A group of administrators and coaches across the NCAA’s Division III are demanding lawmakers stop pending anti-trans legislation, and repeal draconian laws already in place.

On Monday, representatives from the NCAA Division III OneTeam Program published an open letter in support of transgender college athletes. In it, they highlight their work promoting inclusion in athletics, and why they feel compelled to speak out.

There are 42 signees in total.

“Legislation aimed at categorically banning transgender people—and particularly transgender girls and women—from sport is inherently discriminatory,” the letter reads. “Such legislation is often informed’ by hate and misinformation rather than science, and it is most certainly ‘informed’ by fear instead of fact.”

Three states — Arkansas, Mississippi and Tennessee — have already passed laws this year banning girls and women from school sports. Last week, South Dakota Gov. Kristi Noem banned transgender girls and women from competing at public high schools and colleges via executive order, after receiving blowback from conservatives for vetoing the initial legislation.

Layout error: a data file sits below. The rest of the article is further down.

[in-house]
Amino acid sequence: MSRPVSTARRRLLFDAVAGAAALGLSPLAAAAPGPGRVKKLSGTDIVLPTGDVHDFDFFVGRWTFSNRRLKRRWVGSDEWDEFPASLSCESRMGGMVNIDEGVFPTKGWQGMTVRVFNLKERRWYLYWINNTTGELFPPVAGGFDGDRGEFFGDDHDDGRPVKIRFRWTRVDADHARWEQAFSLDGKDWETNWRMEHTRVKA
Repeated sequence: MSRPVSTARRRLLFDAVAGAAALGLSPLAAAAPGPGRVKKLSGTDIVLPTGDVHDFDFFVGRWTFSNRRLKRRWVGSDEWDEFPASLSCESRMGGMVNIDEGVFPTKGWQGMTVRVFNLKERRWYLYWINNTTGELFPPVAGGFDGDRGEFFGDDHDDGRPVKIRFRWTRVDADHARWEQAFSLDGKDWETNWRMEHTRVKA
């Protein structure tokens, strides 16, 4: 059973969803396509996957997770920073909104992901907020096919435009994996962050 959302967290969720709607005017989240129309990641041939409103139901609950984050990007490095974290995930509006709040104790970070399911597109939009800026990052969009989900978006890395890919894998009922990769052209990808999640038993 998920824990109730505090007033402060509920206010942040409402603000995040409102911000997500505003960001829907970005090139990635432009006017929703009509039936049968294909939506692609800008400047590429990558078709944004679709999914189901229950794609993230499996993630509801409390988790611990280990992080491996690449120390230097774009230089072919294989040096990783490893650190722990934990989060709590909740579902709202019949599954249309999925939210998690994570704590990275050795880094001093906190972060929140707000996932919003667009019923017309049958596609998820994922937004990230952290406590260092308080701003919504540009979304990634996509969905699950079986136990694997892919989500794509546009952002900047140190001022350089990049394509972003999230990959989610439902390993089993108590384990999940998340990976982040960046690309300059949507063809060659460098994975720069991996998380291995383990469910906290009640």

At the time, Noem said she feared the law would take the state’s schools out of compliance with the NCAA’s trans policies.

In total, 29 states have launched efforts to ban trans girls and women from playing sports.

The NCAA released a statement last year condemning Idaho’s anti-trans legislation (a federal judge halted the measure with a temporary injunction), but stopped short of threatening to pull events from the state. In the wake of MLB’s decision to move the All-Star Game from Atlanta over Georgia’s new restrictive voting law, our managing editor Dawn Ennis has called on the NCAA to take firmer action.

Last month, roughly 500 college athletes demanded the NCAA do the same.

In their letter, the OneTeam is taking its message to lawmakers: stop discriminating against trans people.

“Such legislation dehumanizes transgender students, refuses them the opportunity to participate equally and equitably in athletics, undermines their support in educational settings, damages their mental health, and ultimately harms these students, while also contributing to an exclusionary athletic environment and a more hostile school climate for all students,” the letter reads.